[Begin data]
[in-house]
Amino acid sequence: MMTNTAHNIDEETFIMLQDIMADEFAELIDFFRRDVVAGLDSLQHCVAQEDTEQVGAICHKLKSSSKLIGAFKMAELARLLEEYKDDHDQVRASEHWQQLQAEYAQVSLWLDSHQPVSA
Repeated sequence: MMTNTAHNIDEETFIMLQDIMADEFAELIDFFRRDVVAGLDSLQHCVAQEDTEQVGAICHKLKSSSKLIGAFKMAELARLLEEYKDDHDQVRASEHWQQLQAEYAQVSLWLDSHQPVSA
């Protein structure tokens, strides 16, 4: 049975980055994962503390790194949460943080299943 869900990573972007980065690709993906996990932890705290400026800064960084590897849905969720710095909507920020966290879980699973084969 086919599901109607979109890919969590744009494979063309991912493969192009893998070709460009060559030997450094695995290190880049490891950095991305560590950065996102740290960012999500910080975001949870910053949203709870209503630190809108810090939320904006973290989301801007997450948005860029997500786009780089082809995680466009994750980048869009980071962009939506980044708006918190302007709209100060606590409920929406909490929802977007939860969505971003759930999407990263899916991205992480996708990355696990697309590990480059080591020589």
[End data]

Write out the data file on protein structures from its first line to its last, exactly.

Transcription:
[in-house]
Amino acid sequence: MMTNTAHNIDEETFIMLQDIMADEFAELIDFFRRDVVAGLDSLQHCVAQEDTEQVGAICHKLKSSSKLIGAFKMAELARLLEEYKDDHDQVRASEHWQQLQAEYAQVSLWLDSHQPVSA
Repeated sequence: MMTNTAHNIDEETFIMLQDIMADEFAELIDFFRRDVVAGLDSLQHCVAQEDTEQVGAICHKLKSSSKLIGAFKMAELARLLEEYKDDHDQVRASEHWQQLQAEYAQVSLWLDSHQPVSA
């Protein structure tokens, strides 16, 4: 049975980055994962503390790194949460943080299943 869900990573972007980065690709993906996990932890705290400026800064960084590897849905969720710095909507920020966290879980699973084969 086919599901109607979109890919969590744009494979063309991912493969192009893998070709460009060559030997450094695995290190880049490891950095991305560590950065996102740290960012999500910080975001949870910053949203709870209503630190809108810090939320904006973290989301801007997450948005860029997500786009780089082809995680466009994750980048869009980071962009939506980044708006918190302007709209100060606590409920929406909490929802977007939860969505971003759930999407990263899916991205992480996708990355696990697309590990480059080591020589």